Because social media is a conversation, it's easy to start writing as if everyone "out there" is actually "in here" – right in your brain, following along with your train of thought. Or, if they're not right "in here," surely they've been reading all of your conversations as they've unfolded – haven't they?
Of course that's not the case, and it can make your stream-of-consciousness updates pretty indecipherable to someone who is just discovering you on a social network.
Your social network profile page (and everywhere else you display your updates, e.g., a Twitter feed on your blog or website) may be someone's very first impression of you. What will they find there?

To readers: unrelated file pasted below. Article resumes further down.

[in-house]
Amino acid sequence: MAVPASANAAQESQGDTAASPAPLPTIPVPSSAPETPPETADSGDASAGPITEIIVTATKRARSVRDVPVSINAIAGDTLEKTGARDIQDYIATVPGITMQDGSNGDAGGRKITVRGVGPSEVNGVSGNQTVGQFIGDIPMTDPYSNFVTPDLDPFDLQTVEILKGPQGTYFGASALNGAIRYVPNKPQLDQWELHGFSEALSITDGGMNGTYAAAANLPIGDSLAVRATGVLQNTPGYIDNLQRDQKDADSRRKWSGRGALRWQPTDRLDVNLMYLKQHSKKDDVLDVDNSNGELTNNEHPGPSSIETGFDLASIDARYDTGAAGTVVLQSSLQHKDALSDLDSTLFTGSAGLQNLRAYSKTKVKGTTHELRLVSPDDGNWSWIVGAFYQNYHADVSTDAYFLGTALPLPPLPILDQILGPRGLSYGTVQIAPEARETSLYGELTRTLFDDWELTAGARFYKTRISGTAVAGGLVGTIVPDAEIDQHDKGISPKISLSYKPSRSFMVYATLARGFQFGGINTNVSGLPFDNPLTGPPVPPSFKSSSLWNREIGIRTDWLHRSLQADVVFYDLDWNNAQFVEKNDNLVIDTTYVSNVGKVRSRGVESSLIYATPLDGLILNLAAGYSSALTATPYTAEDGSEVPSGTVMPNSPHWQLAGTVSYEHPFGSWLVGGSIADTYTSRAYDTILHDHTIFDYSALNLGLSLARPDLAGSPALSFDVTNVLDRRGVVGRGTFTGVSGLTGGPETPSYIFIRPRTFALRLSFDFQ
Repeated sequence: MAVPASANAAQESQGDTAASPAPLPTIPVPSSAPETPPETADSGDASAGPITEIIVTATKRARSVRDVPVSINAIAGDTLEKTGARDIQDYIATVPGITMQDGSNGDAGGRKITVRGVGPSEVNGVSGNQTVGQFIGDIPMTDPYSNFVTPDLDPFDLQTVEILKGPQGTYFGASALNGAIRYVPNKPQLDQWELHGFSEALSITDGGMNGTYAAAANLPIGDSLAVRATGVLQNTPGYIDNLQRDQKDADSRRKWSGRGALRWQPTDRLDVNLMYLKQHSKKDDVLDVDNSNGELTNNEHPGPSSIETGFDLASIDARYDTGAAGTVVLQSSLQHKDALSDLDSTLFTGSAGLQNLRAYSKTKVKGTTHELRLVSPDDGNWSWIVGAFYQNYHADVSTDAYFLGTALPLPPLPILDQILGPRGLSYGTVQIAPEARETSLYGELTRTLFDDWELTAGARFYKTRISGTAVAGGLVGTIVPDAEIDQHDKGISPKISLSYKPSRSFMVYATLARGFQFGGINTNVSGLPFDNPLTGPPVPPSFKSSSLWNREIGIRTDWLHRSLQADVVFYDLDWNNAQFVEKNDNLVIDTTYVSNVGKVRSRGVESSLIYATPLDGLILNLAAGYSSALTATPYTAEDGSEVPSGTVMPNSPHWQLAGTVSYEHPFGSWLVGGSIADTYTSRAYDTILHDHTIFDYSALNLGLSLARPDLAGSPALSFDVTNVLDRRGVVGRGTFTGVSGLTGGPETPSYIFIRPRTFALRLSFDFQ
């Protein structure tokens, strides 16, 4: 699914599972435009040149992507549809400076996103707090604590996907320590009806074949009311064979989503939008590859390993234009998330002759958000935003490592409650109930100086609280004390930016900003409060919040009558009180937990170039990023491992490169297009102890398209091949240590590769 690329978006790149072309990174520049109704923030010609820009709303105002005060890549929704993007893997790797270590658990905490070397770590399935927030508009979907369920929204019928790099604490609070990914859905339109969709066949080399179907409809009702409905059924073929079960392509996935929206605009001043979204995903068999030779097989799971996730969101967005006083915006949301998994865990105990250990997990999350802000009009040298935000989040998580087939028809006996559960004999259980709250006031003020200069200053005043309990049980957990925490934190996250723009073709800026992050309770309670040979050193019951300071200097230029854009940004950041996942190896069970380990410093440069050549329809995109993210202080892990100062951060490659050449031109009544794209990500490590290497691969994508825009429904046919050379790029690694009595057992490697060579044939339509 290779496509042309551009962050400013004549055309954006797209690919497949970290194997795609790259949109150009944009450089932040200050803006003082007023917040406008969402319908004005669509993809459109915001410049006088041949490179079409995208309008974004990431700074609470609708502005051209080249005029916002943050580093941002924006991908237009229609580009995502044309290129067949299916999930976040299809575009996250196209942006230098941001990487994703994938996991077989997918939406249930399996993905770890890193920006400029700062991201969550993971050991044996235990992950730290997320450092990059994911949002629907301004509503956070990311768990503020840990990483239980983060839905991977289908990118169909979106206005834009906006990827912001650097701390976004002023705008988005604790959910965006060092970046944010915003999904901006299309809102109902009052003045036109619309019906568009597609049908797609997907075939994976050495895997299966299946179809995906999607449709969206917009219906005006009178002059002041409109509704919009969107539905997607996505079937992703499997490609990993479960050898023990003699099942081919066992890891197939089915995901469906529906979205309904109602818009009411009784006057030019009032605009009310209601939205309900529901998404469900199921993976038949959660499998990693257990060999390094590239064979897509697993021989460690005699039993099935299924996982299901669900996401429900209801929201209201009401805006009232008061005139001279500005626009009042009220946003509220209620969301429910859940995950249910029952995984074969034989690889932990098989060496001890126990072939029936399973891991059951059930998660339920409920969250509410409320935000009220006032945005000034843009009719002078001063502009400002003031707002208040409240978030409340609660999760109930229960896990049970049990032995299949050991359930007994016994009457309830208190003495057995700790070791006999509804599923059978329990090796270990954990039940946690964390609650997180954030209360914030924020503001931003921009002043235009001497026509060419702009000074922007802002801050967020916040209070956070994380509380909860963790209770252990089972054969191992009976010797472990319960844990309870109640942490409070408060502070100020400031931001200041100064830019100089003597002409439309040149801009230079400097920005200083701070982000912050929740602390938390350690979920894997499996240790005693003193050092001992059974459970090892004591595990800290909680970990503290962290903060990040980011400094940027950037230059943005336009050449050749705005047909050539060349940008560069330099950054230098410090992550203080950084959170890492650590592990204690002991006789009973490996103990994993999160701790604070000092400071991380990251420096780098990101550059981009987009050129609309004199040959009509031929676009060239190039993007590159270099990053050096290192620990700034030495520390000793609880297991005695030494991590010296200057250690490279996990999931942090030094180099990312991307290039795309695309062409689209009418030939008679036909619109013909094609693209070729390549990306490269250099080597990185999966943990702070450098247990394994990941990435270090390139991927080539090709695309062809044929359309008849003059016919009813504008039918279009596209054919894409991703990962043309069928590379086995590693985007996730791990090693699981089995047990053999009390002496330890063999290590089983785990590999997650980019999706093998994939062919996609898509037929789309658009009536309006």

Twitter has gotten a pretty bad rap from people who say they have no interest in hearing what their friends or colleagues ate for breakfast. And that's understandable when some people spew out overly personal updates or drawn-out private conversations.
As with everything else, balance is the key.
Warning: Indulging in this two-headed social media writing sin can made your reader feel excluded and disconnected.